The Profit Potential of Redeemable Deed Investing
There are a variety of ways investors generate profits by purchasing legal documents related to delinquent property taxes. One way is by buying a government’s tax lien, and another is by buying a tax deed. (To learn more about those, check out our other blogs that focus on each of those respective investment strategies.) A third way is through what is known as a “redeemable deed.”
They are Also Referred to as Hybrid Investments
These are often called a hybrid investment, because they have some traits similar to a tax lien and other traits similar to a tax deed. Basically, that means the investor who owns the redeemable deed could earn a very attractive interest rate – like what investors strive to do with a tax lien. On the other hand, they could wind up as the legitimate owner of the property itself – which is one of the primary goals of a tax deed investor. Understanding the basics of how a redeemable deed works in this hybrid middle ground is the first step toward adding this unique opportunity to your investor toolkit.
What is a Redeemable Deed?
Each local municipality needs to collect tax dollars in order to function and provide public services to the community. When a property owner doesn’t pay their property taxes, they are declared officially in default. Depending on what city, county, or state jurisdiction the property is located within, the government then has legal options to help recoup those financial losses. In many cases, the government entity will auction off what is known as a tax deed to the highest bidder. But there is a window of time – and this time frame varies from state to state– when the owner can still retain their property by paying off what they owe. That is known as the redemption period. In the case of redeemable deeds, this redemption period is considerably shorter than a tax lien redemption period. That’s why these are called redeemable deeds.
How it Works
The winner of the auction becomes the owner of that tax deed. If the delinquent taxpayer still never pays what they owe – including penalties and interest – the new owner of that deed can claim the property as their own. That’s a huge incentive for investors, who may wind up getting a valuable property at a very deep discount. If the original owner does, however, repay what is owned during the redemption period, they get to keep their property. But in many cases, they also have to repay the full amount that the winner of the auction paid, so that the investor who bought the redeemable deed gets their money back. That investor is also entitled to pocket the penalties, fees, and interest that the original owner owed and ultimately repaid. The interest charged on redeemable deeds is typically many times higher than you might otherwise earn through such things as a savings account or bank certificate of deposit. That potential to get paid high interest is the other financial incentive for buying a redeemable deed at auction.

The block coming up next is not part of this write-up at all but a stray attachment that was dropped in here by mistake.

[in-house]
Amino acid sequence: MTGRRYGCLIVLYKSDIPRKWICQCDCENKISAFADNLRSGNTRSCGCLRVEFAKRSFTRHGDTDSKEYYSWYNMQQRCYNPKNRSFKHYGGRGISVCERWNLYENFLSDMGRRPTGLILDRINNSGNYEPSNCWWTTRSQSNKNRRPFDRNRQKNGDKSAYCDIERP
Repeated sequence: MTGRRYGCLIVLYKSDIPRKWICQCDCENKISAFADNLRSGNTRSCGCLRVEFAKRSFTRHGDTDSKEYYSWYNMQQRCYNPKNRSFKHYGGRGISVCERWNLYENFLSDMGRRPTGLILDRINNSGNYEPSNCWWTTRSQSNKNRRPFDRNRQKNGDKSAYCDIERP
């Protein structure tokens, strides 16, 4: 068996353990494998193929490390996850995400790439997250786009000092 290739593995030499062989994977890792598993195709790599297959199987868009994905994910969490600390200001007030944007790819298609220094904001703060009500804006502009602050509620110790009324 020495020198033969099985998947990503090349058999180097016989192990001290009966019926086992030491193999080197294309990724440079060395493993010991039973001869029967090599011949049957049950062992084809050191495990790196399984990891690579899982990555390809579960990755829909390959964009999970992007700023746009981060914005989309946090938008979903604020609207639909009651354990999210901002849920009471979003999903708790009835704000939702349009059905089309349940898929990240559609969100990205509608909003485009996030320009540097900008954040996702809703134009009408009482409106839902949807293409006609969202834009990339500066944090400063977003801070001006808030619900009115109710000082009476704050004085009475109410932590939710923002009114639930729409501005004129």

Why It’s Called a Hybrid Tax Deed Investment
However, the rules governing the length of the redemption period vary significantly from one state to another and can be weeks, months, or even years. During that time, the person who bought the redeemable deed at the auction can earn income from the interest, penalties, and fees that the taxpayer owes and agrees to repay. Or they might not repay what they owe, which will eventually lead to missing the redemption period window of opportunity. In that case, the property can end up being owned by the holder of the redemption deed who bought it at auction. But until the redemption period passes, the investor cannot have any way of knowing whether that outcome will happen or not.
Different Rules, Different Jurisdictions
Delinquent taxpayers are often required to reimburse not just their unpaid taxes with interest and fees, but also the amount the redeemable deed was sold for at auction. Since they couldn’t even pay the taxes, it’s unlikely they can additionally reimburse the amount the auction generated. But it is very important to know that the rules about redeemable deeds vary considerably from state to state. Some places don’t even offer redeemable deeds, and in every state that does allow them the guidelines and interest rates paid to the investor are different. For these reasons, it is critical that before bidding for a redeemable deed you do your research to learn as much as possible about the rules, the value of the underlying property, the redemption period, the interest rate you may receive, and other pertinent details.
The Bottom Line
Investing in redeemable deeds can be a very profitable enterprise for those who understand how they work and what rules and regulations apply based on each specific jurisdiction. The key is to do your homework, know how much you can afford to invest, and rely on as much expert insight and advice as you can. For those who follow those crucial tips, redeemable deeds have the potential to be a worthy investment in virtually any economic cycle.
To learn more about the other forms of investing, check out our blog about tax liens and the other about tax deeds. If you are ready to get started researching where the next sale opportunities are in the country, get started with Research today!